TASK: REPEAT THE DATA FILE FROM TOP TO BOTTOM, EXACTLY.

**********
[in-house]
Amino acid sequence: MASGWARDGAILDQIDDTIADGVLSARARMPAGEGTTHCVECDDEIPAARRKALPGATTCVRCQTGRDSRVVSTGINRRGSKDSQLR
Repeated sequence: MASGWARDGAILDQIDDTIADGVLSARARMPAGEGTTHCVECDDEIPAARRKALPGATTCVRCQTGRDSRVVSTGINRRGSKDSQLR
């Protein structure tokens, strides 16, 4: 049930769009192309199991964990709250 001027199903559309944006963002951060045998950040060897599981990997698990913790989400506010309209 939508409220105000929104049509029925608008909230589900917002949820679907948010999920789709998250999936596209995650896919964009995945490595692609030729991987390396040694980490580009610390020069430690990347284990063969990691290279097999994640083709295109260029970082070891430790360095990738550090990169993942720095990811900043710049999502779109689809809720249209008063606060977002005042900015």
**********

[in-house]
Amino acid sequence: MASGWARDGAILDQIDDTIADGVLSARARMPAGEGTTHCVECDDEIPAARRKALPGATTCVRCQTGRDSRVVSTGINRRGSKDSQLR
Repeated sequence: MASGWARDGAILDQIDDTIADGVLSARARMPAGEGTTHCVECDDEIPAARRKALPGATTCVRCQTGRDSRVVSTGINRRGSKDSQLR
């Protein structure tokens, strides 16, 4: 049930769009192309199991964990709250 001027199903559309944006963002951060045998950040060897599981990997698990913790989400506010309209 939508409220105000929104049509029925608008909230589900917002949820679907948010999920789709998250999936596209995650896919964009995945490595692609030729991987390396040694980490580009610390020069430690990347284990063969990691290279097999994640083709295109260029970082070891430790360095990738550090990169993942720095990811900043710049999502779109689809809720249209008063606060977002005042900015």